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As we learn to be our creative best, we need to identify the intangible characteristics about ourselves. Do we work better in an office or a coffee shop? Are we more creative on sunny days or rainy days? And probably the most common question, what time of day do we do our best creative work? Is it early in the morning? Late at night? Right in the dead middle of the afternoon?

New research by Mareike Weith of Albion College and Rose Sacks of Michigan State University may surprise you. As reported by PsyBlog, the pair studied 428 students. They asked them to tackle six problem solving tasks at different times of the day. What they found was very interesting. The “morning people” scored better on insight based problem solving – problems that required original thinking in the evening. Likewise, the “night owls” scored higher in the morning and experienced more breakthroughs earlier in the day.

And what is the reason? Overcoming our own minds.

The study proved that most original ideas, as well as innovative thoughts, took place when the students could view the problems from a different perspective; when students felt they were in their zone, they actually got in the way of their best ideas and problem solving skills. They become more mental and less intuitive.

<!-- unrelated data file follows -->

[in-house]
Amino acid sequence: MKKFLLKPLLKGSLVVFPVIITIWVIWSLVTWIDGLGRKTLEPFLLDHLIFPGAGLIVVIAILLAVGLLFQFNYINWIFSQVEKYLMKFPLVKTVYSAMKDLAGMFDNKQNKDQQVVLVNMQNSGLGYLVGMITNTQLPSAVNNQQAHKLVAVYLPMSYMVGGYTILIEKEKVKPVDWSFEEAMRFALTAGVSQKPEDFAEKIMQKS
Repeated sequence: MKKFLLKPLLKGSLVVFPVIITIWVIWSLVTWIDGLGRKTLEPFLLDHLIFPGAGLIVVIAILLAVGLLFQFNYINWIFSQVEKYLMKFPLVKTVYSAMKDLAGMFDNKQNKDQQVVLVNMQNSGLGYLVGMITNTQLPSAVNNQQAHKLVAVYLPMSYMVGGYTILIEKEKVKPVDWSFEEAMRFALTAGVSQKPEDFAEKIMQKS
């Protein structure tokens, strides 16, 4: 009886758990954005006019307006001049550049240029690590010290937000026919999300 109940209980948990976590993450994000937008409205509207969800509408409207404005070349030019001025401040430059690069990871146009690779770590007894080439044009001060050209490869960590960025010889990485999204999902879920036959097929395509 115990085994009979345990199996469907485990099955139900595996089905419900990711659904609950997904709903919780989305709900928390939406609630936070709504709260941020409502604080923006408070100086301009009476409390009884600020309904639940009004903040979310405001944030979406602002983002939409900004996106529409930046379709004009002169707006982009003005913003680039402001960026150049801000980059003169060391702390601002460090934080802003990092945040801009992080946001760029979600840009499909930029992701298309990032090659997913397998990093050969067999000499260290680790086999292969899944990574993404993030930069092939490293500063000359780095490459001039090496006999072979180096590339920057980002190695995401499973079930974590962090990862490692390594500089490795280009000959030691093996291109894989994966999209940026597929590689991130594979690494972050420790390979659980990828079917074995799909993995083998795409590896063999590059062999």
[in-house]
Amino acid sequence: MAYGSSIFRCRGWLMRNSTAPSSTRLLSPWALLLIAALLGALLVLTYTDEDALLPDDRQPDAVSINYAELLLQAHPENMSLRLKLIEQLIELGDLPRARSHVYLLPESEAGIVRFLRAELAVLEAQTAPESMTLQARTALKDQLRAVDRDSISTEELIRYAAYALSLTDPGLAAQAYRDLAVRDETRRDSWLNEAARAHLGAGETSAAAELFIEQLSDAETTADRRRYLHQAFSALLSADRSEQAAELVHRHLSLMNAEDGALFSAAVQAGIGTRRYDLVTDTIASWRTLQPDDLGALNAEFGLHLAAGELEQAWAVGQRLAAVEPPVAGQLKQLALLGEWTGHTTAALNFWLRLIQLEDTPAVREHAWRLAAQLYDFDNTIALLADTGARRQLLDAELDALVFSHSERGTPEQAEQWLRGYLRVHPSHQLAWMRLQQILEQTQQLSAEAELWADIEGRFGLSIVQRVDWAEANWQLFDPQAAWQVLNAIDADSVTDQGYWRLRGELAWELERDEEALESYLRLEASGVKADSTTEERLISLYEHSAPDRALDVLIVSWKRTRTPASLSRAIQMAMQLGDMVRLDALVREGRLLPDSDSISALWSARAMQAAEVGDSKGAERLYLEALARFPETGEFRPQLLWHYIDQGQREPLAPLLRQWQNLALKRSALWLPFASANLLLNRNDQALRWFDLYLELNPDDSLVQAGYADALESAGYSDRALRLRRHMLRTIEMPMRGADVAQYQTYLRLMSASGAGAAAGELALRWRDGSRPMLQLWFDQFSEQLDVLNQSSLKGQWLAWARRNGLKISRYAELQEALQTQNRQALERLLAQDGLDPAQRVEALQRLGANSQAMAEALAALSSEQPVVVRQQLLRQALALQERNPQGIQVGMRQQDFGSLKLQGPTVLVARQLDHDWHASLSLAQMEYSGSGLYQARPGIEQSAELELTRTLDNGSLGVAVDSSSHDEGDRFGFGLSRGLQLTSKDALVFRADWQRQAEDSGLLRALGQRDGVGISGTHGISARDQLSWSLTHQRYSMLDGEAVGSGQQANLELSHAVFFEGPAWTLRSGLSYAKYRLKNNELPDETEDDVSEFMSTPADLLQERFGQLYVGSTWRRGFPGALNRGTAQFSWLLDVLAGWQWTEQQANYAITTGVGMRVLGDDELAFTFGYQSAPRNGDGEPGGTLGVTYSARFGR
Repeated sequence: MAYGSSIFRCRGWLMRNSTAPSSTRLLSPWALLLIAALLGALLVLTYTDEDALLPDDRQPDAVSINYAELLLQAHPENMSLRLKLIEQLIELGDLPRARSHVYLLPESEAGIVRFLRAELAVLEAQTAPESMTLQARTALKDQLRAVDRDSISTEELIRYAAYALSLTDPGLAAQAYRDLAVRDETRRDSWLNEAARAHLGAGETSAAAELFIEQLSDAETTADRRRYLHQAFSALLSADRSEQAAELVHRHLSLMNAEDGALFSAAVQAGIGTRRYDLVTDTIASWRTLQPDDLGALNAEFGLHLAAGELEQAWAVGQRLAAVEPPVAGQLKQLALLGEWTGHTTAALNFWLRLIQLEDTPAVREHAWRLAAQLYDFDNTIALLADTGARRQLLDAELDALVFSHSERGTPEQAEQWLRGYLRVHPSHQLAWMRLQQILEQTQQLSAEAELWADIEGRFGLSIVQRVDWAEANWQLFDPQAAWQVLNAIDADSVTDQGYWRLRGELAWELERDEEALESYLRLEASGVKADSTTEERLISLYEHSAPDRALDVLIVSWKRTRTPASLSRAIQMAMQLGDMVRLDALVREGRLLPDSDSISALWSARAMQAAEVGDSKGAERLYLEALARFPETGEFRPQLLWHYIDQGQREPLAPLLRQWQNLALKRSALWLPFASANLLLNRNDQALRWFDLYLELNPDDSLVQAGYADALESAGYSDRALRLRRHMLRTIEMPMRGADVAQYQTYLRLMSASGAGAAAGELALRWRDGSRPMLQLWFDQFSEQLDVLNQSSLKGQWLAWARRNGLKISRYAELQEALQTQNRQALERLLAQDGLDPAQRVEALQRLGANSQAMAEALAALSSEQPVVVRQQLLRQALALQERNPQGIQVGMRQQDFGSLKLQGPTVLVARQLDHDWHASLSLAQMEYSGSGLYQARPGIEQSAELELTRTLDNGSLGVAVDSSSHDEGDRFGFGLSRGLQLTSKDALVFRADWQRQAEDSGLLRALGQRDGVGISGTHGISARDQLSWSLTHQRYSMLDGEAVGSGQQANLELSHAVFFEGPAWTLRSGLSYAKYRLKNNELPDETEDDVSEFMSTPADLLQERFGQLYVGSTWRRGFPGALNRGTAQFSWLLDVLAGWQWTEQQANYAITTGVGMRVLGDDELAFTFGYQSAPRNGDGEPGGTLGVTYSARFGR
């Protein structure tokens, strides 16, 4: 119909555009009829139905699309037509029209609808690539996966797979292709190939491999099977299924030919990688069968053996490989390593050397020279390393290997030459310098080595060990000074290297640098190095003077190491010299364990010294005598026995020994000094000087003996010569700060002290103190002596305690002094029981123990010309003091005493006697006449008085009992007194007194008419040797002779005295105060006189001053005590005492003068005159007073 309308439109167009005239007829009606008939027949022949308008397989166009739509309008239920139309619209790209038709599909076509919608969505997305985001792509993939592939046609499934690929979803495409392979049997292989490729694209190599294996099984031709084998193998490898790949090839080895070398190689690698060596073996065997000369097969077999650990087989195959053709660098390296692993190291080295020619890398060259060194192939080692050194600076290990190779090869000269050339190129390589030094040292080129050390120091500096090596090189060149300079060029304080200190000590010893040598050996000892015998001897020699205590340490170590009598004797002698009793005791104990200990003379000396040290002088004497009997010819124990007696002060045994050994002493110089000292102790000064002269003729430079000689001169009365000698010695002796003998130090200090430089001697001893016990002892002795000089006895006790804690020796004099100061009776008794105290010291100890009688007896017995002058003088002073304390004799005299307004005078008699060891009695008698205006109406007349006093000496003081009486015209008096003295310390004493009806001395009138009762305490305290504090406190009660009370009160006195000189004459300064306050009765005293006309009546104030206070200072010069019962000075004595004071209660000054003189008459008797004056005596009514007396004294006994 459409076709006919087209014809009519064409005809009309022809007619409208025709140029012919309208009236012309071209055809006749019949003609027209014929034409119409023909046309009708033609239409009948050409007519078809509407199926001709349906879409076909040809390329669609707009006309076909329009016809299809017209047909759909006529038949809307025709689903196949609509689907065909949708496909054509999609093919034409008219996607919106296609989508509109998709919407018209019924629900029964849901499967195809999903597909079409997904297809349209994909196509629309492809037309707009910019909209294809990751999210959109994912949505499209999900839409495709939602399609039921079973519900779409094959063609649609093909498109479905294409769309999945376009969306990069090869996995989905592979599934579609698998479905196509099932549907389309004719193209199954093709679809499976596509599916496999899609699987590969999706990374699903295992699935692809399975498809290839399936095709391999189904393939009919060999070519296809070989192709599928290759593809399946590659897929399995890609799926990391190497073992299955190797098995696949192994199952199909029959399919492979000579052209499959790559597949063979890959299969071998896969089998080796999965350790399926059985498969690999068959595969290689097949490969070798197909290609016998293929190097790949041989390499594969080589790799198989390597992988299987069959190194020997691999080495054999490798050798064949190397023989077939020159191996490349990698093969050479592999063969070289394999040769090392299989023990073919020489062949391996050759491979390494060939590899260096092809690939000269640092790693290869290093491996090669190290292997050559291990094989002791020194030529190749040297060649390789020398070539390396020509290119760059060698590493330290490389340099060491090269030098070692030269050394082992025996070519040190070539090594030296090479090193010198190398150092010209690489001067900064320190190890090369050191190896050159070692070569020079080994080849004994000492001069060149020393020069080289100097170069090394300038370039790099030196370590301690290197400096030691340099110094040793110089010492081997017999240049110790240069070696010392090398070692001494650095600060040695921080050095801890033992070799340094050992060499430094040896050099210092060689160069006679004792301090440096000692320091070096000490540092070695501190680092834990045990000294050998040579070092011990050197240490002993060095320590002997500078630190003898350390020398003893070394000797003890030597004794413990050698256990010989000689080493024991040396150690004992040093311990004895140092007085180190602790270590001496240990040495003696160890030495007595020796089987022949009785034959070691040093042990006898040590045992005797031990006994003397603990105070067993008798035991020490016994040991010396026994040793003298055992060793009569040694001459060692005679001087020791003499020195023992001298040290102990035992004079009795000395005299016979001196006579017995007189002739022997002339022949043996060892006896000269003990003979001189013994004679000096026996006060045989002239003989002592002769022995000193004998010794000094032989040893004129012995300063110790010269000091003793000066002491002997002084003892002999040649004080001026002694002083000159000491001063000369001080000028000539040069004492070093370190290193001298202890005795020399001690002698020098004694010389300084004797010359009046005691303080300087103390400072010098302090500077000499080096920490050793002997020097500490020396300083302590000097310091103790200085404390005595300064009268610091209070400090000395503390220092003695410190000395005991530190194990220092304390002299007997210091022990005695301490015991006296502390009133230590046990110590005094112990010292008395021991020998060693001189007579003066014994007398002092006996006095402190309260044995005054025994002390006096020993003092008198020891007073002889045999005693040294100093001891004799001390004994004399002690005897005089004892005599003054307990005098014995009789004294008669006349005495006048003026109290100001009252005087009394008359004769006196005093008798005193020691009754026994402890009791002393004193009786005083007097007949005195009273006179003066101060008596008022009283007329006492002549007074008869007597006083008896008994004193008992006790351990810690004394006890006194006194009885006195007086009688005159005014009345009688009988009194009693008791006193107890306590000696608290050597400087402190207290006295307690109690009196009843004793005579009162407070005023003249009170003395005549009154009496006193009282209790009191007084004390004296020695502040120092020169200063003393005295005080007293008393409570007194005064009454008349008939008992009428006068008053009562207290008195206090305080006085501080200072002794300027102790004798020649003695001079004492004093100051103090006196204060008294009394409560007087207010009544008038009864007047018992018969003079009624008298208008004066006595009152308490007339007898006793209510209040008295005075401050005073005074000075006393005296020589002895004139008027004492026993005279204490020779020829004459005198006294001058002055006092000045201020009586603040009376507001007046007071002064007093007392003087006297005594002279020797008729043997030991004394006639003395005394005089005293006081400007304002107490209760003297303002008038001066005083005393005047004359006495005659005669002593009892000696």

“When we are on, we’re really good at screening out what we think is irrelevant, and we really get focused on one thing,” says Wieth. “That’s great if you’re doing a task where you have to concentrate, but for creativity that’s probably not the best thing. We get stuck on one way and don’t think of other ways to resolve it.”

So how does this impact you and I today as artists?

We have to remember to stay out of our heads. We can’t fall in love with our formulas. Finding different perspectives and working on problems or ideas when we are not “on our A game” may actually help us to be more creative. As artists, sometimes the most important thing we can do is change our routine, our approach, and our surroundings. We have to identify when we’re allowing ourselves to get stale and be honest enough with ourselves about the importance of intentionally finding new methods to be our absolute best. Creativity is not about habits, it’s about new perspectives, imagination, and a unique approach to the ordinary.

What are some of the habits you find that can cause you to slip into the trap of normality?

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